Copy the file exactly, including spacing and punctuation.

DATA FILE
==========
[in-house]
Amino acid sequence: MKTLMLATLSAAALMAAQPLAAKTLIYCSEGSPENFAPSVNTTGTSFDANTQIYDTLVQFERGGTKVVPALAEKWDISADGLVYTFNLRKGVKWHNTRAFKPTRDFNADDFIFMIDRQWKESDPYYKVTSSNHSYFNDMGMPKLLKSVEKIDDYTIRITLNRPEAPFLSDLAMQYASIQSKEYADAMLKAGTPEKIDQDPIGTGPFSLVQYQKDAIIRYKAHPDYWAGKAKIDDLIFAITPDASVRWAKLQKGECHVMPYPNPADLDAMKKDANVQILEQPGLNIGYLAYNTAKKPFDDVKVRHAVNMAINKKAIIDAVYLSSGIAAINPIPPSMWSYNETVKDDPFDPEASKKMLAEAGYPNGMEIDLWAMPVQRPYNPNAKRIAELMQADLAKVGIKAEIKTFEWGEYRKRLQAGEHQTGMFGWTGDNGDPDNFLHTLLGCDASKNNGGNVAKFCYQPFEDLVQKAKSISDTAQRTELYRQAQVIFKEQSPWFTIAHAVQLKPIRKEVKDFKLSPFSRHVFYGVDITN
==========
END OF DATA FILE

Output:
[in-house]
Amino acid sequence: MKTLMLATLSAAALMAAQPLAAKTLIYCSEGSPENFAPSVNTTGTSFDANTQIYDTLVQFERGGTKVVPALAEKWDISADGLVYTFNLRKGVKWHNTRAFKPTRDFNADDFIFMIDRQWKESDPYYKVTSSNHSYFNDMGMPKLLKSVEKIDDYTIRITLNRPEAPFLSDLAMQYASIQSKEYADAMLKAGTPEKIDQDPIGTGPFSLVQYQKDAIIRYKAHPDYWAGKAKIDDLIFAITPDASVRWAKLQKGECHVMPYPNPADLDAMKKDANVQILEQPGLNIGYLAYNTAKKPFDDVKVRHAVNMAINKKAIIDAVYLSSGIAAINPIPPSMWSYNETVKDDPFDPEASKKMLAEAGYPNGMEIDLWAMPVQRPYNPNAKRIAELMQADLAKVGIKAEIKTFEWGEYRKRLQAGEHQTGMFGWTGDNGDPDNFLHTLLGCDASKNNGGNVAKFCYQPFEDLVQKAKSISDTAQRTELYRQAQVIFKEQSPWFTIAHAVQLKPIRKEVKDFKLSPFSRHVFYGVDITN